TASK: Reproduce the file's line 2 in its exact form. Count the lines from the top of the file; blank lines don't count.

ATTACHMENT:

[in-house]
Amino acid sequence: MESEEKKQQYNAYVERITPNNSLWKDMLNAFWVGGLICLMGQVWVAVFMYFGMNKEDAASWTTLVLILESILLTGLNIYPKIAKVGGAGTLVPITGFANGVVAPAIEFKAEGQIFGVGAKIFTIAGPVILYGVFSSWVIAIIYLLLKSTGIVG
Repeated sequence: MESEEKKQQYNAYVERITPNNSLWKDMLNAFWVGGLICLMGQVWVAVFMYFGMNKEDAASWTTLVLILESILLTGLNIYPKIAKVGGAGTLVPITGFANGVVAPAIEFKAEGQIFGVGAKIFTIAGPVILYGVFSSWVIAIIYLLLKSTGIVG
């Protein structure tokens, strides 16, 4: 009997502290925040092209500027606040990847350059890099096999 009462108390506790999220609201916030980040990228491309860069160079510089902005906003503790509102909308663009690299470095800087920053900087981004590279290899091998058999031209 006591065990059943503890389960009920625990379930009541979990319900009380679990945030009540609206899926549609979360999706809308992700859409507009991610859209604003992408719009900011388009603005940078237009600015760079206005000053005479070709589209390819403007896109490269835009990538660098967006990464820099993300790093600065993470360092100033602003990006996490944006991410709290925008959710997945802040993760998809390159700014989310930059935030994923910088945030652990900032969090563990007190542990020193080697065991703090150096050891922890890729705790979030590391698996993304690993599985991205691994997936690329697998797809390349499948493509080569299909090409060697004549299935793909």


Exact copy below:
Amino acid sequence: MESEEKKQQYNAYVERITPNNSLWKDMLNAFWVGGLICLMGQVWVAVFMYFGMNKEDAASWTTLVLILESILLTGLNIYPKIAKVGGAGTLVPITGFANGVVAPAIEFKAEGQIFGVGAKIFTIAGPVILYGVFSSWVIAIIYLLLKSTGIVG